Denisse R. Thompson, Sharon L. Senk and Gwendolyn J. Johnson
This article addresses the nature and extent of reasoning and proof in the written (i.e., intended) curriculum of 20 contemporary high school mathematics textbooks. Both the narrative and exercise sets in lessons dealing with the topics of exponents, logarithms, and polynomials were examined. The extent of proof-related reasoning varied by topic and textbook. Overall, about 50% of the identified properties in the 3 topic areas were justified, with about 30% of the addressed properties justified with a general argument and about 20% justified with an argument about a specific case. However, less than 6% of the exercises in the homework sets involved proof-related reasoning, with developing an argument and investigating a conjecture as the most frequently occurring types of proof-related reasoning.
Guershon Harel and Jeffrey M. Rabin
This Brief Report summarizes case studies of the classroom teaching practices of 2 algebra teachers. The data consist of videotaped classroom observations during 1 academic year. The study identifies and characterizes specific teaching practices that establish the norm that the teacher is the sole arbiter of mathematical correctness in the classroom. The authors suggest that these practices are likely to promote the development of the authoritative proof scheme in students. The results can provide a basis for future research investigating the prevalence of these teaching practices and their impact on student learning, and they can be used as parameters to investigate teacher change.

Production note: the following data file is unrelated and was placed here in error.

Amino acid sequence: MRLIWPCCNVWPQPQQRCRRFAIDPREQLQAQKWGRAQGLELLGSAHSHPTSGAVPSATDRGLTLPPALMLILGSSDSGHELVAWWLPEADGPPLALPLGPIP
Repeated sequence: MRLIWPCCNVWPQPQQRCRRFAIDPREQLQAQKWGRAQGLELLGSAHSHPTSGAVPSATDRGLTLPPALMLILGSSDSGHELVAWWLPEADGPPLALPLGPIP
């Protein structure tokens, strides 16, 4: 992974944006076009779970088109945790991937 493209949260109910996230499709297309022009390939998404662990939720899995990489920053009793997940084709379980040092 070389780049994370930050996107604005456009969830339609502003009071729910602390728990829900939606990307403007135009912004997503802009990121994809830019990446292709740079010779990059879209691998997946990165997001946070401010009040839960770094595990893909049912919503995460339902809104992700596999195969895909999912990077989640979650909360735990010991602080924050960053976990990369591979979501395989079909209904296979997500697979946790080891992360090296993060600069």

Annie Selden and John Selden
This article reports on an exploratory study of the way that eight mathematics and secondary education mathematics majors read and reflected on four student-generated arguments purported to be proofs of a single theorem. The results suggest that such undergraduates tend to focus on surface features of arguments and that their ability to determine whether arguments are proofs is very limited—perhaps more so than either they or their instructors recognize. The article begins by discussing arguments (purported proofs) regarded as texts and validations of those arguments, that is, reflections of individuals checking whether such arguments really are proofs of theorems. It relates the mathematics research community's views of proofs and their validations to ideas from reading comprehension and literary theory. Then, a detailed analysis of the four student-generated arguments is given and the eight students' validations of them are analyzed.